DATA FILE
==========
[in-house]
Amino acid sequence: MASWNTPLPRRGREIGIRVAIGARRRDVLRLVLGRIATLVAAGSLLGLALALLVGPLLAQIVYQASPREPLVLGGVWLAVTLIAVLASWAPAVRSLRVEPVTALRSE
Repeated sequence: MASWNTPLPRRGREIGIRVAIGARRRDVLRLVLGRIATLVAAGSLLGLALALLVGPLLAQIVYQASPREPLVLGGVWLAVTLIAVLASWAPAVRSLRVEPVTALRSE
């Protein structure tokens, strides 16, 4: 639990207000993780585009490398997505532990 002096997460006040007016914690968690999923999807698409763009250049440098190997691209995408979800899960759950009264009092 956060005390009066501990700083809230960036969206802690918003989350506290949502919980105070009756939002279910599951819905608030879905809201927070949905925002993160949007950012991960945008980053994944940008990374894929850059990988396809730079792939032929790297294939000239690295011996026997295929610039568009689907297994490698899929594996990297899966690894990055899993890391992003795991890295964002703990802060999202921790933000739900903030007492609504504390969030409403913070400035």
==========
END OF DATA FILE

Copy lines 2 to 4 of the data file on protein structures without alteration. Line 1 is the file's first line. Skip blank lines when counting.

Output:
Amino acid sequence: MASWNTPLPRRGREIGIRVAIGARRRDVLRLVLGRIATLVAAGSLLGLALALLVGPLLAQIVYQASPREPLVLGGVWLAVTLIAVLASWAPAVRSLRVEPVTALRSE
Repeated sequence: MASWNTPLPRRGREIGIRVAIGARRRDVLRLVLGRIATLVAAGSLLGLALALLVGPLLAQIVYQASPREPLVLGGVWLAVTLIAVLASWAPAVRSLRVEPVTALRSE
């Protein structure tokens, strides 16, 4: 639990207000993780585009490398997505532990 002096997460006040007016914690968690999923999807698409763009250049440098190997691209995408979800899960759950009264009092 956060005390009066501990700083809230960036969206802690918003989350506290949502919980105070009756939002279910599951819905608030879905809201927070949905925002993160949007950012991960945008980053994944940008990374894929850059990988396809730079792939032929790297294939000239690295011996026997295929610039568009689907297994490698899929594996990297899966690894990055899993890391992003795991890295964002703990802060999202921790933000739900903030007492609504504390969030409403913070400035």